In a vain attempt at symmetry, I originally meant to review Claudio Fargasso's 1984 flick Monster Dog, but I had to do some last-minute improvisation when I found my VHS copy had snapped. I went back to my shelf and then found J.P. Simón's 1992 effort Cthulhu Mansion. With The Void releasing in select theatres today, I guess it's a vague connection.

A gang of thugs running from the cops take refuge in a mansion occupied by an old magician (Frank Findlay) and are set upon by malevolent forces.

Yeah, this is not Simón's best work. I mean, I'm not shocked that it was terrible, but I wasn't expecting it to be so dull and lifeless. It was so unsatisfying, where was the maestro who made Pieces and Slugs? Those movies rose above their B-movie underpinnings with unbridled personality and this one just flapped around like a dying cuttlefish.

Where do I start? Well, the patchwork story did not help and neither did the characters who were likely the least likable group of punks I've ever seen -- they made the crew in Demons look like well adjusted folk. It was like they all had a secret competition going to see who could overact the most. There was a character who literally just waited outside in the car for almost the entire movie. Least offensive was Eva, played by Melanie Shatner (yes, daughter of Bill) and she just got absorbed(!) by vines when the Simón couldn't think of anything else for her to do.

Melanie Shatner aka Nineties Cobie Smulders in Cthulhu Mansion

Worst of all, Cthulhu Mansion didn't even deliver on its promise of Lovecraftian lore. It could've sucked at everything else and at least brought the creatures, but all that was offered up here was a pair of claws hiding behind a fridge and some pustuled face make-up. Sure, they teased me with something that was trying to bust out of the door in the basement, but even that led to absolutely nothing. It never followed through on anything!

This is as good as it gets, folks.

Cthulhu Mansion was a big ol' bust, and doesn't even reach good-bad territory. We all know that Lovecraft adaptations don't have the best track record, but most of them at least try and fail. I'd rather that, than whatever this was supposed to be.

The Void Beckons!

Steve Kostanski & Jeremy Gillespie's cinematic nightmare The Void will be unleashed on select cities today. If it is playing in your area, make sure you check it out. It's bad-ass.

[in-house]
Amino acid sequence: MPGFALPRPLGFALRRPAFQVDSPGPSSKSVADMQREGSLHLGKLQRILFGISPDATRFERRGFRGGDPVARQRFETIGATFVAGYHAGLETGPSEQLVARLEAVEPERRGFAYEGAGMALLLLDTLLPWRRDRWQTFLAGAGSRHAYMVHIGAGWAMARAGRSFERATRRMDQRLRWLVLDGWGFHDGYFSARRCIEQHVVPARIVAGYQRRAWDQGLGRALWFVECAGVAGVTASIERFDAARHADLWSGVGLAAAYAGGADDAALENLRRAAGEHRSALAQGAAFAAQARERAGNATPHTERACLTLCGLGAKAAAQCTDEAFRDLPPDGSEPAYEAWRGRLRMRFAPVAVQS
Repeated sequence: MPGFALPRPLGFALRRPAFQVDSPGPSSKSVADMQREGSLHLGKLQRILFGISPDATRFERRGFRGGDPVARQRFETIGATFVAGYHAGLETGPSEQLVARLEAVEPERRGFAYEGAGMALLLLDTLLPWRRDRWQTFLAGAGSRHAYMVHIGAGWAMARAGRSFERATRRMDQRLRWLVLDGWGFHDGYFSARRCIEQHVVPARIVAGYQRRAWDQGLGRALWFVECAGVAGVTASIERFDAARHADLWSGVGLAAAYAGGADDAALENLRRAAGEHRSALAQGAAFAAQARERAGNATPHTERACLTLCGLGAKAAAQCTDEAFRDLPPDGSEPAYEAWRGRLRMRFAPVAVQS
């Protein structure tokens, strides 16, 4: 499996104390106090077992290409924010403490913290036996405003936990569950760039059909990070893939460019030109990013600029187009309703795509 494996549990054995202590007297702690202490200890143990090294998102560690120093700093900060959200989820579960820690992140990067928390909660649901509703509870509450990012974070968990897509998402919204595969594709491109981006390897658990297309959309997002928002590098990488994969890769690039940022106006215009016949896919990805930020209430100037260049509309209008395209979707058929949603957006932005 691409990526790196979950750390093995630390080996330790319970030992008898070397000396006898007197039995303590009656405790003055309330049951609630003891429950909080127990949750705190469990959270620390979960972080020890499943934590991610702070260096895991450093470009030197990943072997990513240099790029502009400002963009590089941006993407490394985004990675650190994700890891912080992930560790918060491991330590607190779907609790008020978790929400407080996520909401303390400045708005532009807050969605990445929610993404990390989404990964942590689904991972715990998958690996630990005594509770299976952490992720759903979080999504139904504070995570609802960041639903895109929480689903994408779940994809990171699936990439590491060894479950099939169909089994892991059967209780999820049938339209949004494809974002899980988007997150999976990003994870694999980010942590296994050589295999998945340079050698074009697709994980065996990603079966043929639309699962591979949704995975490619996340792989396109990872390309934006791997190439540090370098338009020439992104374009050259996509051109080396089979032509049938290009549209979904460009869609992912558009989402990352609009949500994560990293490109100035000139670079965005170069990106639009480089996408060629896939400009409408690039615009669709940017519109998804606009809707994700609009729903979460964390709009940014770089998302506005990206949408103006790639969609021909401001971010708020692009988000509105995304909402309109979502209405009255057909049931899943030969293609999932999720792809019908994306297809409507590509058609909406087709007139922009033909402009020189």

I recently received my perks from supporting the IndieGogo campaign, which are now proudly displayed in my collection.

Movie magic!

The Patient (right) says hello to Decker and Bobby.

For a list of the cities playing The Void, click here. See you on the other side.

Thursday, April 6, 2017

April Showers IV: Day Four

On Day Four of April Showers, I will finally talk about Dave Jackson's bizarre little indie Cat Sick Blues.

A troubled man named Ted (Matthew C. Vaughn) believes that taking nine lives will bring his beloved cat Patrick back from the dead.

I caught this at Fright Night Theatre a few weeks ago and it's been rattling around in my brain ever since. An extension of a short film I remember seeing a few years ago at Little Terrors, this effort from Down Under is very hard to get a handle on.

Matthew C. Vaughn as Catman in Cat Sick Blues.

Coincidentally, Cat Sick Blues does share several traits with Alice Lowe's Prevenge, the film I talked about yesterday. Both protagonists are dealing with loss, leaving a trail of bodies in their wake and share almost identical epiphanies when they reach their endgames. However, that's where the similarities end, as Lowe's dry humour was pitch perfect and Jackson's was more of a bad taste bonanza.

Cat Sick Blues' sense of tone is decidedly problematic. I've never seen audience laughter cut off so abruptly than I did here. On more than one occasion, I found myself just trying to get into the head space of how Jackson came up with some of this stuff. Apart from the brutal violence of the killings, Jackson also shined a light on the uglier side of Internet culture, which lead to its own set of uncomfortable moments. I say uncomfortable mainly because they were sadly all too true.

I think perhaps what made Cat Sick Blues hard to dissect was how it at the same time felt cheap, yet was also fantastically well shot. The hostel sequence where Catman (Ted's alter ego) goes on a Ted Bundy-style rampage to the tune of Mistabishi's Repulsion will never leave your head once it's in there. I was, somewhat begrudgingly, with this movie up to a point, but the tail end really dragged while it struggled to find a conclusion. I could've have done without the odd tangents that made up most of the last half-hour.